Consider the following management tips for red clover, one of the most widely used cover crops.
By: Christina Curell, Michigan State University Extension
Red clover’s high adaptability and biomass yield makes it one of the most ideal candidates for cover crops across the United States and world. It has average nitrogen production and offers a good ground cover. It should be used in rotation or simultaneously with corn, oats and soybeans.
Red clover establishes well in cool climates and can grow in almost any soil type. It germinates very quickly, but is a slower growth clover. For this reason, it is recommended to sow it when there is another crop present or a residue of another crop. For example, sow red clover with a rye-grass to keep soil from drying out while the red establishes.
Red clover can be over seeded into dormant winter grains, summer annuals, corn and after a wheat harvest at 10-12 pounds per acre. In general, it should be drilled at 8-12 pounds per acre, broadcasted at 9-13 pounds per acre and aerial applied at 9.5-14 pounds per acre.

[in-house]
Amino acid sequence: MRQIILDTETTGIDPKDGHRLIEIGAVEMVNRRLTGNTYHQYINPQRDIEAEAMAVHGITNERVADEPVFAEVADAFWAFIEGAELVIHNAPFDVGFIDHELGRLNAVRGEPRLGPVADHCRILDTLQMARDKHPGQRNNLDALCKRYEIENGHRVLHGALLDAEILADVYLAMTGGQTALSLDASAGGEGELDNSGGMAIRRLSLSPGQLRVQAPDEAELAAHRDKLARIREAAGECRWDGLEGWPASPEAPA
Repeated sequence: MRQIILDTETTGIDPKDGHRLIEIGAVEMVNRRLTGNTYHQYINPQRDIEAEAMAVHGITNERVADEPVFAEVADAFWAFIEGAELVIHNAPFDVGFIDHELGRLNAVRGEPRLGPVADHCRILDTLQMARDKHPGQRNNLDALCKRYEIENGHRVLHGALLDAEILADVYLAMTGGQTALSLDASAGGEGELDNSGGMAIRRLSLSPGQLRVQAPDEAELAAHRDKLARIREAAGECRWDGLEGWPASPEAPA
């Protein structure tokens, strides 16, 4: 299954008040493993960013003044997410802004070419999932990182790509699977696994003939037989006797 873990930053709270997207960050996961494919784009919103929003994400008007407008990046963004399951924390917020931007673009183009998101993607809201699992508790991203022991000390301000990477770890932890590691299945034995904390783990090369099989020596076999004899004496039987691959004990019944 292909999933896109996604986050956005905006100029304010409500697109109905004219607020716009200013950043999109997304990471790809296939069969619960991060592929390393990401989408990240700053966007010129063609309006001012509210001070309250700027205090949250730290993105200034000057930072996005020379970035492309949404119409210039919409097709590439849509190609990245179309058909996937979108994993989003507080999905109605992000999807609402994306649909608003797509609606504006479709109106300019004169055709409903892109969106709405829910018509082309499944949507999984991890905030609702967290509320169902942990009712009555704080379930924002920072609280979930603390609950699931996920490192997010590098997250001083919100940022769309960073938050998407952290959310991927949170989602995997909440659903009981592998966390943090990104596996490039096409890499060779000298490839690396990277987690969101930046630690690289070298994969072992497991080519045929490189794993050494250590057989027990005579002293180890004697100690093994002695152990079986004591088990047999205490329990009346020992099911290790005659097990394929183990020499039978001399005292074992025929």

Red clover should be killed at about mid-bloom of its second season. It can be terminated mechanically by being chopped or mowed any time after blooming starts.
Medium red clover
Also known as multi-cut clover, medium red clover should be cut once late in the seeding year and twice the following year. Use it as hay or grazing in the second season for maximum nitrogen production.
Mammoth red clover
Mammoth clover produces a large amount of biomass and nitrogen in the first cutting, but less in later cuttings. Use this single cut clover for a single year all over the clover field.
Red clover works well in a rotation between two non-leguminous crops. It is found that it can be used to support continuous corn growth without commercial fertilizer.
For more information on red clover, see “Benefits of using red clover as a cover crop.”